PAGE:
June 09, 2011

Almost every financial firm we've spoken to over the last 12 months ranks "being innovative" as one of their top qualities and drivers. Some banks have even created a 'chief innovation officer' to bring home the point. Most chief executives believe they've spurred innovation or been innovative themselves.

But what is a true innovator? Well, taking a look at WS&T's Top 10 Innovators of the Decade -- as well as other innovators we researched but didn't make it into our top 10 for one reason or another -- one thing stuck out: innovators don't just invent one thing, or innovate once, and then rest on their laurels: they are constantly on a quest to improve what they've invented, and to invent something new.

Chuck Thacker, one of our top 10 innovators, is perhaps the epitome of the inventor: over a career spanning more than 40 years, he was chief designer of the Xerox Alto, a machine he designed in 1974 that is often called the world's first personal computer; he co-invented the Ethernet local area network; contributed to the first laser printer; and as if that wasn't enough, he also contributed to Microsoft's Xbox game console, and built the first tablet computer, the Windows XP Tablet PC Edition, which launched in 2002.

Jack Dorsey, the man who invented Twitter, is currently working on a new project, Square, which aims to change the way we make payments by allowing users to attach a device to their mobile phones and then simply swipe a credit card to pay.

In 1995, Elon Musk started a software firm with his brother Kimbal. Their company, zip2, provided online publishing software to media and news organizations. Four years later, the brothers sold their company to Compaq for $307 million in cash and another $34 million in stock options, according to reports. Many people would jump for joy at the thought of earning $307 million and would dream about spending the rest of their lives on a yacht. Not Elon Musk.

Instead, Musk formed a new company called X.com which created the electronic payment system called PayPal. In 2002, eBay bought PayPal for $1.5 billion.

Still, not all innovators move from one project to the next. But those who stick to one venture don't just invent something and leave it at that. They are driven by a passion to keep improving what they have created. Linus Torvalds, who invented the Linux operating system has been working on Linux for 20 years.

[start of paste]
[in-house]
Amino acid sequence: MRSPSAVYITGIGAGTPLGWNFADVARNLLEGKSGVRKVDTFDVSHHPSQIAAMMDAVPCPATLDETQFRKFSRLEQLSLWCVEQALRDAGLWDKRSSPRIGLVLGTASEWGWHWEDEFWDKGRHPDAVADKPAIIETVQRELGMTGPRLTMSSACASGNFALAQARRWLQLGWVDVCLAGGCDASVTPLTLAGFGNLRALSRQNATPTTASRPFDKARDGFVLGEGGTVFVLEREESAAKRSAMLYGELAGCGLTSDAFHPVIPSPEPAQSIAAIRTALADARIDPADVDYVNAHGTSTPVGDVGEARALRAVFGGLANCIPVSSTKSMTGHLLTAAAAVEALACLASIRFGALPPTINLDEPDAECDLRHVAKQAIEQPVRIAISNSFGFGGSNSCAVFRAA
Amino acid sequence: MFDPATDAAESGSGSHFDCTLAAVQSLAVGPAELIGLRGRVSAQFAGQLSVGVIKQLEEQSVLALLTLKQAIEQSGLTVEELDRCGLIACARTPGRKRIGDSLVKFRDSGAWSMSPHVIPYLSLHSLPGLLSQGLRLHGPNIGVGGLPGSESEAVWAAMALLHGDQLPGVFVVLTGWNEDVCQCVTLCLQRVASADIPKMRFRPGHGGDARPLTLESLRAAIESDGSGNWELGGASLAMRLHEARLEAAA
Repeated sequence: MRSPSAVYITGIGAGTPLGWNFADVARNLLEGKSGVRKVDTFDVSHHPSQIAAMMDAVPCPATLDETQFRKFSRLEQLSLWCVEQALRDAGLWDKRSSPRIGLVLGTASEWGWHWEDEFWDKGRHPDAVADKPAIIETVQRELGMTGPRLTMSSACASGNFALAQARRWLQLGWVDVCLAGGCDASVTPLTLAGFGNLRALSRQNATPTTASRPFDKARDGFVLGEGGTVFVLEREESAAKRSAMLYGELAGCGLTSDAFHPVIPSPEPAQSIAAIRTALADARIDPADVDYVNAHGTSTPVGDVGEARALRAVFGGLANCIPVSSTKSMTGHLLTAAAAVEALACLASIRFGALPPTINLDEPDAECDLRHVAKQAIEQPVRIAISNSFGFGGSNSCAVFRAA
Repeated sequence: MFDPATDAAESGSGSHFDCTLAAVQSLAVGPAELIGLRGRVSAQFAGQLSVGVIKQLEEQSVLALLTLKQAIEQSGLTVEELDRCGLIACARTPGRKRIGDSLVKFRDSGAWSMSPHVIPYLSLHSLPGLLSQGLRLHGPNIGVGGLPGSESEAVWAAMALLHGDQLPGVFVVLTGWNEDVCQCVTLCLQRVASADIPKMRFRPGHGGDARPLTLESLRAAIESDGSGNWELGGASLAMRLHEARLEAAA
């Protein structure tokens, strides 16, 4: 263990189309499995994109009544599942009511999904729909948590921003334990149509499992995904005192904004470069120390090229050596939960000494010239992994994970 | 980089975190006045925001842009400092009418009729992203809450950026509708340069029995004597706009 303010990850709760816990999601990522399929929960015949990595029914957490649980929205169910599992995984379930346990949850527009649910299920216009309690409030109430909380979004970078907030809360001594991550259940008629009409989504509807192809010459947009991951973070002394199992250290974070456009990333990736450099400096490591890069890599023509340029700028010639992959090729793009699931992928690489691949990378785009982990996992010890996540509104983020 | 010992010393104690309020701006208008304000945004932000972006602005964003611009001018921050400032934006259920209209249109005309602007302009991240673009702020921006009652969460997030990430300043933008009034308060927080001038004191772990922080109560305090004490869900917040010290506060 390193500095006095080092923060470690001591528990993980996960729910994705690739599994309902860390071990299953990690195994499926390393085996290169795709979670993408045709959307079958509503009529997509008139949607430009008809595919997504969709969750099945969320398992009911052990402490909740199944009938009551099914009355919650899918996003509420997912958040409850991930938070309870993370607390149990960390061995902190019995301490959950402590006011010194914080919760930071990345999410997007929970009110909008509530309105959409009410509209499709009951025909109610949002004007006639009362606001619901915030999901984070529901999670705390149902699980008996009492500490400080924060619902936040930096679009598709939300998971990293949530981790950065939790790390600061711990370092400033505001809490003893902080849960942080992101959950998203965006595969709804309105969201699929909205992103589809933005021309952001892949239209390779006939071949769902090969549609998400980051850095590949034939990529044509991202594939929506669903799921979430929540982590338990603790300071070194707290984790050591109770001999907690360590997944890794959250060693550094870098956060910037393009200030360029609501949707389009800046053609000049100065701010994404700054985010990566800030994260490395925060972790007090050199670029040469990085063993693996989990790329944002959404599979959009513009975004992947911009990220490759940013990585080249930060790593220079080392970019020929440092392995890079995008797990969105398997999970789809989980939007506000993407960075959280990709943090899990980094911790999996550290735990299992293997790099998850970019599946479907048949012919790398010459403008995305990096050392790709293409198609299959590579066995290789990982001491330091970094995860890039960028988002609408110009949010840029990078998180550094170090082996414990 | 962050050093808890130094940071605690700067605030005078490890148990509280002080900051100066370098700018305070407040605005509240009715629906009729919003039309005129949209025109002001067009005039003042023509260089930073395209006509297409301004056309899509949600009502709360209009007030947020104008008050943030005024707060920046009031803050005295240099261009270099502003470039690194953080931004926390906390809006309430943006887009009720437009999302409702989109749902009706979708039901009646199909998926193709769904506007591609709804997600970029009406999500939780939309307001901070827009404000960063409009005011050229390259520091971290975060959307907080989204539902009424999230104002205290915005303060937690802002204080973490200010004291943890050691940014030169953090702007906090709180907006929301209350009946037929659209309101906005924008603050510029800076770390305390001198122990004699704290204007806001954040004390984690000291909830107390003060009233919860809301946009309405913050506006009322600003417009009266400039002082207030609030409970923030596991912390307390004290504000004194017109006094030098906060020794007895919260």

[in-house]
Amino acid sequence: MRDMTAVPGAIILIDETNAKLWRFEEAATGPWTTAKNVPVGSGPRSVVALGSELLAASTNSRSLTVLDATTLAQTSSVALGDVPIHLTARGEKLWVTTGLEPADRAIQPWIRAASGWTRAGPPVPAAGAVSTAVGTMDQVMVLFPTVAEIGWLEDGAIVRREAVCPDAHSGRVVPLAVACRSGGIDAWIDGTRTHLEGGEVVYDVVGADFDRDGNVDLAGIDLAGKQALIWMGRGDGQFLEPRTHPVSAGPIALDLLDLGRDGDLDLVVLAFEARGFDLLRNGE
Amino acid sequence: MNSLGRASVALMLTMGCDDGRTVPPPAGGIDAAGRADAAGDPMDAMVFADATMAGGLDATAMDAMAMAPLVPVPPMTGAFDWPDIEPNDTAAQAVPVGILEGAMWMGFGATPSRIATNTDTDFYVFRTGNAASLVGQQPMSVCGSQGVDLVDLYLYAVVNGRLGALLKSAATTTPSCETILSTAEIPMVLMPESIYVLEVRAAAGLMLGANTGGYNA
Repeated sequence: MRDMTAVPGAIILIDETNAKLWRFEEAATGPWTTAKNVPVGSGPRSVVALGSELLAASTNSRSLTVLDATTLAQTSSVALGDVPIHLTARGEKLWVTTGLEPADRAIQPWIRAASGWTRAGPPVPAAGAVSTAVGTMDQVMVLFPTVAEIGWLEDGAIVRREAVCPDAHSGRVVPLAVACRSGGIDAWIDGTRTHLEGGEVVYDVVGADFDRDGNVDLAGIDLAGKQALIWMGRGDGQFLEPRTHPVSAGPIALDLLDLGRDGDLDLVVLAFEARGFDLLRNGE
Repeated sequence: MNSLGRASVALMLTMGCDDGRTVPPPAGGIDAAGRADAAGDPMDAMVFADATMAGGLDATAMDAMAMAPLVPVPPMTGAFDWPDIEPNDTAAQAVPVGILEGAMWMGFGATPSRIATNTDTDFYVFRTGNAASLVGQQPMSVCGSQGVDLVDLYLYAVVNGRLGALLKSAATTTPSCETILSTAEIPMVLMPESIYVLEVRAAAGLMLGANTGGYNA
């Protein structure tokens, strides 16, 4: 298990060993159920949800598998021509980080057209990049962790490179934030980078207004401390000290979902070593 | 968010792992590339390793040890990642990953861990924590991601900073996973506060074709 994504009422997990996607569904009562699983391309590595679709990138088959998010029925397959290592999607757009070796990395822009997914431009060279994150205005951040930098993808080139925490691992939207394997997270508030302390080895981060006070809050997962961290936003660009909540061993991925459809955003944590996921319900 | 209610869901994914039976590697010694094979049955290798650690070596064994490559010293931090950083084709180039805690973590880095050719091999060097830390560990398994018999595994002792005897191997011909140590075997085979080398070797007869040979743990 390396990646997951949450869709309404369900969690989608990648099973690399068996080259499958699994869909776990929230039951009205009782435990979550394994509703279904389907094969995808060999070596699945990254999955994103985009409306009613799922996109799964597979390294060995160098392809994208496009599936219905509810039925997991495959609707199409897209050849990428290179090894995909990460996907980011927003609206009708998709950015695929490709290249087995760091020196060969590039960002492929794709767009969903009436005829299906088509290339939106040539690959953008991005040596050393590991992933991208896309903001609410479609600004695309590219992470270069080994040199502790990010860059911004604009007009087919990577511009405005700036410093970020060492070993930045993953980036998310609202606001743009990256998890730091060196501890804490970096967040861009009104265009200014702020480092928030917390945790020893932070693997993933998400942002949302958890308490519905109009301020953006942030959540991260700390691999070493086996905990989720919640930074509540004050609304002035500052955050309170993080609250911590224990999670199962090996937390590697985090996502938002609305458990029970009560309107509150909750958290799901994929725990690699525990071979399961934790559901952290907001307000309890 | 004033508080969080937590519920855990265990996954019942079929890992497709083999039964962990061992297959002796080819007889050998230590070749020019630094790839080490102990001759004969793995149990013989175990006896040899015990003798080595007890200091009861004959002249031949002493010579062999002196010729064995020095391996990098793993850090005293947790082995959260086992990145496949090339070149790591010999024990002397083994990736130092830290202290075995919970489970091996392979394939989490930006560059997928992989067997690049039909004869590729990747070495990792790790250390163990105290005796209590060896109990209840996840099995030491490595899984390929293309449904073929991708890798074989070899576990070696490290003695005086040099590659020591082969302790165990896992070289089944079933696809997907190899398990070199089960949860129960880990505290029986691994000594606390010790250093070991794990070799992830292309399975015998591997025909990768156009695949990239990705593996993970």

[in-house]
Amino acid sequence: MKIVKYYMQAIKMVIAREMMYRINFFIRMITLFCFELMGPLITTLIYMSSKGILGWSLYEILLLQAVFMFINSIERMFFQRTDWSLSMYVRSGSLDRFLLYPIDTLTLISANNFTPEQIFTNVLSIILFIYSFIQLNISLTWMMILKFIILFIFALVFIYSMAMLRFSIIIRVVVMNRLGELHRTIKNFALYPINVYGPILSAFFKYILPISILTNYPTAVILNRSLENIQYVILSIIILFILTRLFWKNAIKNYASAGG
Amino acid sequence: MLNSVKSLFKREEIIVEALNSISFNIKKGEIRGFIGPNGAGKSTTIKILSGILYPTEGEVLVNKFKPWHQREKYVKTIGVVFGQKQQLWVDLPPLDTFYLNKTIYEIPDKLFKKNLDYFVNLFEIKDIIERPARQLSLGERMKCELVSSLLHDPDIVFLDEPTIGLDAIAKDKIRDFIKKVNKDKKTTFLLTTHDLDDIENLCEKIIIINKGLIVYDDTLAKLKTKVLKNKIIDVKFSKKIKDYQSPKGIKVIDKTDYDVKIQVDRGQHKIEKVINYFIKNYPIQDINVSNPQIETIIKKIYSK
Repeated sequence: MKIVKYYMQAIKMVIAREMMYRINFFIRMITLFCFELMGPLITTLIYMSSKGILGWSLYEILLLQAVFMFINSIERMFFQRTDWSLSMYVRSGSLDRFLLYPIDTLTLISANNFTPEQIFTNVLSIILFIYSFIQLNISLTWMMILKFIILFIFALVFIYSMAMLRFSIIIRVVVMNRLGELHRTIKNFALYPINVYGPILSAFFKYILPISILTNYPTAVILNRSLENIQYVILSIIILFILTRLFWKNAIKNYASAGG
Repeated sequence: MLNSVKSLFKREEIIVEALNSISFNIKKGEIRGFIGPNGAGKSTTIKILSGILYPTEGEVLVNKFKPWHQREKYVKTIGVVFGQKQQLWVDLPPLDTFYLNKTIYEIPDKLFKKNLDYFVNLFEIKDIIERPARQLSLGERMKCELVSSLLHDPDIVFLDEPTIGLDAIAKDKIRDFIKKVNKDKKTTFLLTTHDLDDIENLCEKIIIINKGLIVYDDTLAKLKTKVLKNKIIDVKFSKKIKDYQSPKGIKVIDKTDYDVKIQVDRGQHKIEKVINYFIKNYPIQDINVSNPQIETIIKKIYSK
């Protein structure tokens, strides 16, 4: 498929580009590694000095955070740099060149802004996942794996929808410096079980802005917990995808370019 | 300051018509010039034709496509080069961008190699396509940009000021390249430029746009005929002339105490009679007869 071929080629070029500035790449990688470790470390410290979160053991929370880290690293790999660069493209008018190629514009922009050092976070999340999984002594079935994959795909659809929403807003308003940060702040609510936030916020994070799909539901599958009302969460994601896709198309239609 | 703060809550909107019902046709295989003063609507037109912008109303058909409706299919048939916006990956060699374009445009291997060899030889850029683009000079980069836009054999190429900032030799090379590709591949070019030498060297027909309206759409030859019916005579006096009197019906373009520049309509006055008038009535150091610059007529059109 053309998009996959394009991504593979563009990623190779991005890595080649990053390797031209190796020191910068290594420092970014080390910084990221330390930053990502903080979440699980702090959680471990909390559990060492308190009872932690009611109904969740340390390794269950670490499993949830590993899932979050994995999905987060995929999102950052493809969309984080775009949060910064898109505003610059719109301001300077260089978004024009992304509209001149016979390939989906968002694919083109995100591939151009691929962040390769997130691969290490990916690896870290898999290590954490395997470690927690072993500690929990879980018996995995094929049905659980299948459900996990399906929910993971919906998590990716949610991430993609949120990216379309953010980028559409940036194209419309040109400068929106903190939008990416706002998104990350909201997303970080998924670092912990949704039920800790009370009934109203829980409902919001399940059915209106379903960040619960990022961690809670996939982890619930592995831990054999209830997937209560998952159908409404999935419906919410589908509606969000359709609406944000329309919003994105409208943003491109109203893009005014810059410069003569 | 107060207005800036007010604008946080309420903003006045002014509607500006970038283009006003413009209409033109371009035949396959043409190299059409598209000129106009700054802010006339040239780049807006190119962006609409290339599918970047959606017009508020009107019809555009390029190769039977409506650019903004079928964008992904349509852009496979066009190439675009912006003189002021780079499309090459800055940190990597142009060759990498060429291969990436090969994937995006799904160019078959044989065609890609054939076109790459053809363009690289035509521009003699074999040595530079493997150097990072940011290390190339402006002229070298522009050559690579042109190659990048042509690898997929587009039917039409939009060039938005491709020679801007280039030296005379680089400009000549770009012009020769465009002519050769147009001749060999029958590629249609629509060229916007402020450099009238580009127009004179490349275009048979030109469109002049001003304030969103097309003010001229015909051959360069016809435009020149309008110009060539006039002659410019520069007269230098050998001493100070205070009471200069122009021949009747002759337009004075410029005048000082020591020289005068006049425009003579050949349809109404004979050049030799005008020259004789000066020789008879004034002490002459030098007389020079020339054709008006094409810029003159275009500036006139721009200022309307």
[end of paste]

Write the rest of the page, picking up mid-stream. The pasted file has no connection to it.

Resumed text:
"I think one of the reasons Linux has been pretty successful and I'm still around is exactly that I tend to keep doing things I start with," he said in an exclusive interview with Wall Street & Technology.

"Many projects fail because they get to some half-way decent point, and then the developer (or company) changes direction and goes off and does something else. I still find Linux interesting, and I still do it in many ways for the same reasons I started doing it - just the technical challenge."

So, let's say you've been repeatedly innovative, or at least have worked on one innovation for a number years driven by the passion to improve it. Does that make you a real innovator?

Well, here's what would, or could have helped you on your path to true innovation glory: start "innovating" when you're 19 or 20, and drop out of college.

Mark Zuckerberg and Bill Gates were both 19 and famously dropped out of Harvard when their inventions outgrew their dorm room; Elon Musk dropped out of a Standford graduate program to create zip2.

Mike Lazaridis, president and co-CEO of Research in Motion (RIM), which created the ubiquitous BlackBerry, was at the University of Waterloo when he started working on mobile technology. (He too dropped out).

Of course, the very nature of innovation is to reinvent or improve something that often already exists. (The iPad is a prime example: Chuck Thacker invented the tablet 8 years before Steve Jobs' launched the uber popular Apple device).

So if you are in your 30s, 40s or 50s, it might not be too late to start now: As long as you have more than one (re)invention up your sleeve, are prepared to work on the same thing for 20-plus years and of course, create something that will in some way change the world.

Oh, and most innovators we spoke to are rather reclusive. (in fact some didn't want to talk to the media at all). So you might want to consider moving to a little known spot where you can fully focus on the work at hand without any further distractions. After all, innovation is one of the toughest businesses to be in. And one of the rarest to find.

ABOUT THE AUTHOR
Melanie Rodier has worked as a print and broadcast journalist for over 10 years, covering business and finance, general news, and film trade news. Prior to joining Wall Street & Technology in ...